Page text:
Adrian Tchaikovsky

Free Stories

Adrian Tchaikovsky

Coat like White Fire. A free story from Adrian Tchaikovsky

Find Adrian as @Aptshadow on Bluesky and Threads 

Website design: ©Elfsinger Productions 2024

Coat Like White Fire

New to this collection

Long before dawn, Eloise Elethar arises, stepping out into the last rays of moonlight to ready her mount for battle. The world is silver; let the long-gone dwarves and dragons love gold, silver has always been the metal for the elves. 

Areth Elan, he is named, and his coat shines, gleaming like the moon even within the darkness of the stable. His wise eyes watch her approach; he knows what the dawn may bring for both of them. 

She brushes his coat and mane, and feeds him berries from her hand, cleans his hooves, polishes the spiral horn that thrusts lance-like from his brow. And, when she has no more comforting routine to give him, she holds to his neck and touches her head to his.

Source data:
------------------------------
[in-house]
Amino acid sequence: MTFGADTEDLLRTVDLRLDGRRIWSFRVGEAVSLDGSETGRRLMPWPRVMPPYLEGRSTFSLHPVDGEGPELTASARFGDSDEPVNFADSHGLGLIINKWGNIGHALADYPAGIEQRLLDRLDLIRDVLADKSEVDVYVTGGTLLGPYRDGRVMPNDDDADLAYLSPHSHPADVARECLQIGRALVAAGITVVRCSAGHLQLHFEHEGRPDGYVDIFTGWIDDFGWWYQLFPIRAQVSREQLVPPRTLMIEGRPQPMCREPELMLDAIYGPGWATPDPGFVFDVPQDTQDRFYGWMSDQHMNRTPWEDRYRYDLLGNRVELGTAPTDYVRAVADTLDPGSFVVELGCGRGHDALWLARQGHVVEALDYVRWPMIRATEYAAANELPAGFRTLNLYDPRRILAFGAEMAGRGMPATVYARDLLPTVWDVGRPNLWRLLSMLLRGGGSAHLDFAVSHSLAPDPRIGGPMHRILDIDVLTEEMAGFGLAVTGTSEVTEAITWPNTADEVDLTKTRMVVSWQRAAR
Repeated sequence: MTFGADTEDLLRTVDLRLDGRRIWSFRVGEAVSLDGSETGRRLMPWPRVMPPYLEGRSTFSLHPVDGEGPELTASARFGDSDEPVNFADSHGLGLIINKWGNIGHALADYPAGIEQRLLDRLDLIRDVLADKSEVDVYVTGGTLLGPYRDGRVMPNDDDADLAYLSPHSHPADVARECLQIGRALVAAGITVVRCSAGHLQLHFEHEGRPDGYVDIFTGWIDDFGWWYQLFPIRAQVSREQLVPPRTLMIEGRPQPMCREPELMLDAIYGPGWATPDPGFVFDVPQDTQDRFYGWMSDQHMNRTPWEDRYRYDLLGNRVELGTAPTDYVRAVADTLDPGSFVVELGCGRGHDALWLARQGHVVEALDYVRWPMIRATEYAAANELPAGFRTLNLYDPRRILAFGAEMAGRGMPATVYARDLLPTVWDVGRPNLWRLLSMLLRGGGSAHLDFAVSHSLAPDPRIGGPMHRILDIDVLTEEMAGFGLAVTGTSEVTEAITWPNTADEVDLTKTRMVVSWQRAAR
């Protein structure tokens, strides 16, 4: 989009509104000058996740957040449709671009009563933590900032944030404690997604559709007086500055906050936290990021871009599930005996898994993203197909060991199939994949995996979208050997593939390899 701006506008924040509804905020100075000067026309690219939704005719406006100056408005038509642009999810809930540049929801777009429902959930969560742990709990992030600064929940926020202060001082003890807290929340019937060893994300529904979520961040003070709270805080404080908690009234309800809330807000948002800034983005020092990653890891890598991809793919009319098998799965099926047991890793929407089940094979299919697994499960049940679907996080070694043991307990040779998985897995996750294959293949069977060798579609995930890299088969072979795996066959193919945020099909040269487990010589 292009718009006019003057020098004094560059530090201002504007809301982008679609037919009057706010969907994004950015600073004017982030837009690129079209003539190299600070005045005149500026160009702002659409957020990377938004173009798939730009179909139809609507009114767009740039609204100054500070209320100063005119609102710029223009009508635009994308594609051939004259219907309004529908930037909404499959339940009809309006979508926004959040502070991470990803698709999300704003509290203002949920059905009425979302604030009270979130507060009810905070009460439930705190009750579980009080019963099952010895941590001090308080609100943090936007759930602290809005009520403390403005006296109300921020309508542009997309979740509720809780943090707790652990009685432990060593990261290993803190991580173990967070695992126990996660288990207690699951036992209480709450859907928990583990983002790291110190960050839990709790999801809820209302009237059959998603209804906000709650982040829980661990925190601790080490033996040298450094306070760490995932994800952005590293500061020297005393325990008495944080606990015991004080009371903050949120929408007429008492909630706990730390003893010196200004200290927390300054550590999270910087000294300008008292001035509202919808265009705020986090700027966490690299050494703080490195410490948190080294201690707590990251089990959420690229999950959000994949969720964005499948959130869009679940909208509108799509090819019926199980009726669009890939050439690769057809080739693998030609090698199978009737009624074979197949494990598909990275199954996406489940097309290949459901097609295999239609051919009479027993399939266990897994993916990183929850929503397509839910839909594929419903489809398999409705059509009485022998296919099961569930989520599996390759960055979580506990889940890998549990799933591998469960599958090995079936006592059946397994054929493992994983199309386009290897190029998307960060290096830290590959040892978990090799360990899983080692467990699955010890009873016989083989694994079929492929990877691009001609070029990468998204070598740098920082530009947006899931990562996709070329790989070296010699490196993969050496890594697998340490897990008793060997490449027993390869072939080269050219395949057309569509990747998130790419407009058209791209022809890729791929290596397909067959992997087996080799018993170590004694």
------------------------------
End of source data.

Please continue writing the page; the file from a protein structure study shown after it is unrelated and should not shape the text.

Four hundred years is no great span of time for elves, who live forever if they are left to. Four centuries ago and more, when Eloise was but a child, she walked into the depths of the forest and waited. There were wolves big as bears, in the dark places of the wood. There were spiders that spoke whispering entreaties to her and begged her to be a guest in their silken halls. There were strange spirits of twisted trees that watched her with a hostile gaze. All these things are gone, now, but in those days the deep forest was a place of fear and wonder, even for the elves. 

Four centuries and more, Eloise went alone to the deep forest and drew wards in the air to protect her from the monsters which made that place their last enclave. She went and she waited: to die or to be found. She was young, and pure of thought and deed; she had one ambition only in her life and that one chance to realize it.